The Marine Corps is asking some leaders’ subordinates and peers to review them anonymously, but it won’t use the feedback for promotion decisions.
The Marine Corps initially touted 360-degree reviews as an evaluative tool that could help identify toxic leaders and prevent them from getting promoted. But now, as the Corps tests out the reviews on a select group of leaders, it has decided to use them only for professional development, Marine spokesman Maj. Jordan Cochran told Marine Corps Times.
“When we began conducting our background research on how to execute a 360-degree review we identified incongruities with our objectives when used as an evaluation tool,” Cochran said in a statement Monday. “These incongruities are not a concern when the tool is used strictly for development purposes.”
The 360-degree reviews come as part of a larger revamp of the Marine Corps’ personnel policies, known as Talent Management 2030. The Corps is billing the reviews as a way to improve the quality of leaders.
In the initial Talent Management 2030 document, released in November 2021, Marine commandant Gen. David Berger wrote that feedback from 360-degree reviews would be incorporated “into the selection board and assignments processes to ensure that this important input is properly considered by those selecting and assigning our future leaders.”
But in the few years since then, the Marine Corps has reworked 360-degree reviews into “a development opportunity for our leaders which will ultimately lead to more self-awareness and a higher quality of Marine,” Cochran said in the statement.
A pilot program, launched in 2023, is for now limited to lieutenant colonels and colonels and their sergeants major, according to a Marine administrative message Thursday. Leaders at that level typically are in charge of battalions or regiments.
“We started there because it’s a manageable population and they’re the ones who have the most influence over Marines,” Gen. Eric Smith, the assistant commandant, said on the BruteCast podcast in August 2022.
Those leaders will receive assessments based on the anonymous polling of one to three supervisors, three to seven peers and five to 10 subordinates.
For now, the leaders being evaluated will nominate their raters. Once the pilot program has completed, though, any 360-degree reviews would include randomly selected raters, according to the Marine message.
“The feedback will be presented in a detailed report that the Marine will use to construct a development plan that leverages their identified strengths and addresses any blind spots,” the Marine message stated.
A more senior Marine will also review that report.
The current assessments are a test run, according to the Marine message. The Marine Corps is still refining the questionnaire and the administrative process.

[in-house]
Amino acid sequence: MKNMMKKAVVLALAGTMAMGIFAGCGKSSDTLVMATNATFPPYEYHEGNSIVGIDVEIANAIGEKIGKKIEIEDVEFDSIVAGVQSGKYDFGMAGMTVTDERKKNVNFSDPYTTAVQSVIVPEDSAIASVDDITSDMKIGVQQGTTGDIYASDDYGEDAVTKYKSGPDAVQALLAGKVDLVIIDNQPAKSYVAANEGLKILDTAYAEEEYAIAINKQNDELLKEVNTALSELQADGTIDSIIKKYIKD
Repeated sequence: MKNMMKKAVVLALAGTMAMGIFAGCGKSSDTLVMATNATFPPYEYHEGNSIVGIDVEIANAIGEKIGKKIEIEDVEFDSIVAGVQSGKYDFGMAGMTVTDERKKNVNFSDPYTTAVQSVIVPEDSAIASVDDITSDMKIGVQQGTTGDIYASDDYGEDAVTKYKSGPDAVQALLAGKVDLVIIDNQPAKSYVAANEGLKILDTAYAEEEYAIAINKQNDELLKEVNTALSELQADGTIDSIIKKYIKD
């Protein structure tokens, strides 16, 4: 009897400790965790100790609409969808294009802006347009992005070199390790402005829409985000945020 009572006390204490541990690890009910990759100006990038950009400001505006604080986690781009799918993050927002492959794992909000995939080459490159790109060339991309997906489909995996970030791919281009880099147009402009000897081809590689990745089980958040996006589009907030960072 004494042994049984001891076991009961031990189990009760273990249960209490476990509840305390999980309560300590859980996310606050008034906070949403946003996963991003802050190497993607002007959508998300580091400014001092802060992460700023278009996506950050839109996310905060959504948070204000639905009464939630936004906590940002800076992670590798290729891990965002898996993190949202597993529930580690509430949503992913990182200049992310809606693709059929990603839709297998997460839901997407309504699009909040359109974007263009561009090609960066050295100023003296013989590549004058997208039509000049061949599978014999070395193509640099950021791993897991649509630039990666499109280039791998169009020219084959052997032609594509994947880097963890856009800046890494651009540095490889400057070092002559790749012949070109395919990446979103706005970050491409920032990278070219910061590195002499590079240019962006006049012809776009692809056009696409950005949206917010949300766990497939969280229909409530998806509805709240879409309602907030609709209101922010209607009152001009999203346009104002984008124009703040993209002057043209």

In 2024, the pilot program will expand to selected Marines from the ranks of gunnery sergeant through colonel, from across the three Marine expeditionary forces, according to the Marine message.
After that, it will be up to Marine Corps leadership to decide whether to make 360-degree reviews a program of record.
The 360-degree reviews are far from a fringe idea. Top companies, ranging from Netflix to Goldman Sachs, have put similar programs into place.
Yet while many companies use 360-degree reviews for development purposes, like training, it’s less common for them to use it for evaluations, according to a 2015 Rand report.
The report cautioned the military against using 360-degree reviews for evaluations, noting that the approach could “engender paranoia and distrust in the system.”
The anonymous nature of the responses — which is meant to encourage honesty — could backfire, according to the report.
“In a high-stakes situation, such as promotions, raters could be dishonest in attempts to positively or negatively impact board selection decisions with no potential for recourse,” the report read.
The Marine Corps awarded the contract for the pilot program to Envisia Learning, a company that focuses on 360-degree reviews, according to Cochran.
The contract will last until the end of fiscal year 2023 in the fall, with the Corps maintaining the option to extend the contract through fiscal year 2024 before making a final decision on whether to make the program permanent.
Irene Loewenson is a staff reporter for Marine Corps Times. She joined Military Times as an editorial fellow in August 2022. She is a graduate of Williams College, where she was the editor-in-chief of the student newspaper.